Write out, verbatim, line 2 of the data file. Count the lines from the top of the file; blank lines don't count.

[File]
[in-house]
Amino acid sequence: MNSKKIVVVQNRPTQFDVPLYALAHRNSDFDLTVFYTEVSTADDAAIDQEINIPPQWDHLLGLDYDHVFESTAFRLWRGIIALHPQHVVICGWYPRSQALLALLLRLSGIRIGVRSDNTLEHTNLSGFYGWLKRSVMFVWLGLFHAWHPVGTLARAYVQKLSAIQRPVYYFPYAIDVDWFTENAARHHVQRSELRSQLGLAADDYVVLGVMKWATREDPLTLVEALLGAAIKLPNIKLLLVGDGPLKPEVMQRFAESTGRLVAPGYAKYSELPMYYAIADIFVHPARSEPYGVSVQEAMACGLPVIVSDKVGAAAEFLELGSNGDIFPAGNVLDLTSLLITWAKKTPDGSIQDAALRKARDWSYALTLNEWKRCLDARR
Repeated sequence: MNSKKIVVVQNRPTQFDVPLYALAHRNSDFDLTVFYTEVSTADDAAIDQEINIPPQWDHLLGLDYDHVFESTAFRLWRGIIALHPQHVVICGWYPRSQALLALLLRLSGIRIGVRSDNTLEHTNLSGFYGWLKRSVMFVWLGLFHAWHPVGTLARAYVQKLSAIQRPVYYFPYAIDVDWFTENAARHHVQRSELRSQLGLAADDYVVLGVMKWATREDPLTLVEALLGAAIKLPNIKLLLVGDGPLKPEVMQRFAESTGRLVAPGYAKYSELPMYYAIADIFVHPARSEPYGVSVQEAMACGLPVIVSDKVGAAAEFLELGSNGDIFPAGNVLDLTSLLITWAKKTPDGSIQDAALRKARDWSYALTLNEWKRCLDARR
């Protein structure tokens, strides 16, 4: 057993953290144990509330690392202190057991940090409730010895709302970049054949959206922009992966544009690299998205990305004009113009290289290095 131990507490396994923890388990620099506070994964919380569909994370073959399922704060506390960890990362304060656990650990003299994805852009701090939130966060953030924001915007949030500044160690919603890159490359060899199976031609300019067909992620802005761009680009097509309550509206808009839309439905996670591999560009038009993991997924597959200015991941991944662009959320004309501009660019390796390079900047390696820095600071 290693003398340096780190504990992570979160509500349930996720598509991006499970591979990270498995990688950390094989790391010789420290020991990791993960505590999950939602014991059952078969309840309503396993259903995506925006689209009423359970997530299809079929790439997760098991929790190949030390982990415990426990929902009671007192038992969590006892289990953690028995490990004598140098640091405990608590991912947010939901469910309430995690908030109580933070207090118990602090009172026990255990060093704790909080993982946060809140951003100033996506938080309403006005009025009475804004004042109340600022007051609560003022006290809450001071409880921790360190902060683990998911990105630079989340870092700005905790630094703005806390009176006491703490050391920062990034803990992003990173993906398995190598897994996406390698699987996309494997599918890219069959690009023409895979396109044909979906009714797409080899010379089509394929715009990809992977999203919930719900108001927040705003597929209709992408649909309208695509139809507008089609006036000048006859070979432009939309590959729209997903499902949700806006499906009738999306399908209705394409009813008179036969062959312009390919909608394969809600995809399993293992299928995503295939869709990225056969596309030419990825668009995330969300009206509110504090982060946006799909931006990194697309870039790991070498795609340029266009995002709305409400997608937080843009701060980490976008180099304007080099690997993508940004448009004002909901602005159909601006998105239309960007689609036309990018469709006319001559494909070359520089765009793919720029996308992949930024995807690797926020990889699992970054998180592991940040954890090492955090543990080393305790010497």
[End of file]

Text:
Amino acid sequence: MNSKKIVVVQNRPTQFDVPLYALAHRNSDFDLTVFYTEVSTADDAAIDQEINIPPQWDHLLGLDYDHVFESTAFRLWRGIIALHPQHVVICGWYPRSQALLALLLRLSGIRIGVRSDNTLEHTNLSGFYGWLKRSVMFVWLGLFHAWHPVGTLARAYVQKLSAIQRPVYYFPYAIDVDWFTENAARHHVQRSELRSQLGLAADDYVVLGVMKWATREDPLTLVEALLGAAIKLPNIKLLLVGDGPLKPEVMQRFAESTGRLVAPGYAKYSELPMYYAIADIFVHPARSEPYGVSVQEAMACGLPVIVSDKVGAAAEFLELGSNGDIFPAGNVLDLTSLLITWAKKTPDGSIQDAALRKARDWSYALTLNEWKRCLDARR